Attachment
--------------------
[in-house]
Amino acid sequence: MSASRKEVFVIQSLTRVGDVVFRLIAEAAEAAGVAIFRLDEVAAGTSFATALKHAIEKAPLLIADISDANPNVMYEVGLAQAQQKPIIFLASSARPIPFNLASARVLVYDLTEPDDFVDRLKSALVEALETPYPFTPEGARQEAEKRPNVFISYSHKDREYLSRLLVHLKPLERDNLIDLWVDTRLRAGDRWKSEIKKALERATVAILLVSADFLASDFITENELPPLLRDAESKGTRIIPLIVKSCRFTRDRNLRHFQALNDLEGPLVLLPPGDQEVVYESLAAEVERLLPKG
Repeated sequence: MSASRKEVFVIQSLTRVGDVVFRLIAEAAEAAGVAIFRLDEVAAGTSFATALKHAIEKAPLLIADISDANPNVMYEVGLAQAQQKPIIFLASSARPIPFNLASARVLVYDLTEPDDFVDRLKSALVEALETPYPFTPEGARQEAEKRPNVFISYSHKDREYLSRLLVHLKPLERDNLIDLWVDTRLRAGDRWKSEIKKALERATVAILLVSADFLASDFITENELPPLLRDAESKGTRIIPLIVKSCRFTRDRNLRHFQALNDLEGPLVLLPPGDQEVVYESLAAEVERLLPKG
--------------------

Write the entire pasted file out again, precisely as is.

[in-house]
Amino acid sequence: MSASRKEVFVIQSLTRVGDVVFRLIAEAAEAAGVAIFRLDEVAAGTSFATALKHAIEKAPLLIADISDANPNVMYEVGLAQAQQKPIIFLASSARPIPFNLASARVLVYDLTEPDDFVDRLKSALVEALETPYPFTPEGARQEAEKRPNVFISYSHKDREYLSRLLVHLKPLERDNLIDLWVDTRLRAGDRWKSEIKKALERATVAILLVSADFLASDFITENELPPLLRDAESKGTRIIPLIVKSCRFTRDRNLRHFQALNDLEGPLVLLPPGDQEVVYESLAAEVERLLPKG
Repeated sequence: MSASRKEVFVIQSLTRVGDVVFRLIAEAAEAAGVAIFRLDEVAAGTSFATALKHAIEKAPLLIADISDANPNVMYEVGLAQAQQKPIIFLASSARPIPFNLASARVLVYDLTEPDDFVDRLKSALVEALETPYPFTPEGARQEAEKRPNVFISYSHKDREYLSRLLVHLKPLERDNLIDLWVDTRLRAGDRWKSEIKKALERATVAILLVSADFLASDFITENELPPLLRDAESKGTRIIPLIVKSCRFTRDRNLRHFQALNDLEGPLVLLPPGDQEVVYESLAAEVERLLPKG